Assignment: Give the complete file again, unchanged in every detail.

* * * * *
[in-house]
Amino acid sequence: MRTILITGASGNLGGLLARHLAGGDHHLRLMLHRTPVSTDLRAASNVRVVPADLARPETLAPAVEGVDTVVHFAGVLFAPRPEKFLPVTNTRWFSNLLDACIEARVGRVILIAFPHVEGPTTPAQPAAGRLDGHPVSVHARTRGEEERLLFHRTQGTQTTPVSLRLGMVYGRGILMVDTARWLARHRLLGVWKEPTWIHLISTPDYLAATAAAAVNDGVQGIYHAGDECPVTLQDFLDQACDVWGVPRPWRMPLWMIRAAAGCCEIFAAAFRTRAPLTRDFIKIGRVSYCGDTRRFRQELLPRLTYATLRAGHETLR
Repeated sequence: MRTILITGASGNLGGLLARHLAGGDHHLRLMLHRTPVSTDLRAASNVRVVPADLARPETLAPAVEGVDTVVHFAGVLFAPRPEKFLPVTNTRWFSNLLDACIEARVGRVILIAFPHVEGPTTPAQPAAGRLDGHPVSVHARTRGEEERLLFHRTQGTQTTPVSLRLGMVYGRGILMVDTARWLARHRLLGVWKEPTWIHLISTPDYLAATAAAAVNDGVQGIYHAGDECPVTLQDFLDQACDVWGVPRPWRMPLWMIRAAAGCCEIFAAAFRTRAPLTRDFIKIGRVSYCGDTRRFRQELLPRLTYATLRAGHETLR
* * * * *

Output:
[in-house]
Amino acid sequence: MRTILITGASGNLGGLLARHLAGGDHHLRLMLHRTPVSTDLRAASNVRVVPADLARPETLAPAVEGVDTVVHFAGVLFAPRPEKFLPVTNTRWFSNLLDACIEARVGRVILIAFPHVEGPTTPAQPAAGRLDGHPVSVHARTRGEEERLLFHRTQGTQTTPVSLRLGMVYGRGILMVDTARWLARHRLLGVWKEPTWIHLISTPDYLAATAAAAVNDGVQGIYHAGDECPVTLQDFLDQACDVWGVPRPWRMPLWMIRAAAGCCEIFAAAFRTRAPLTRDFIKIGRVSYCGDTRRFRQELLPRLTYATLRAGHETLR
Repeated sequence: MRTILITGASGNLGGLLARHLAGGDHHLRLMLHRTPVSTDLRAASNVRVVPADLARPETLAPAVEGVDTVVHFAGVLFAPRPEKFLPVTNTRWFSNLLDACIEARVGRVILIAFPHVEGPTTPAQPAAGRLDGHPVSVHARTRGEEERLLFHRTQGTQTTPVSLRLGMVYGRGILMVDTARWLARHRLLGVWKEPTWIHLISTPDYLAATAAAAVNDGVQGIYHAGDECPVTLQDFLDQACDVWGVPRPWRMPLWMIRAAAGCCEIFAAAFRTRAPLTRDFIKIGRVSYCGDTRRFRQELLPRLTYATLRAGHETLR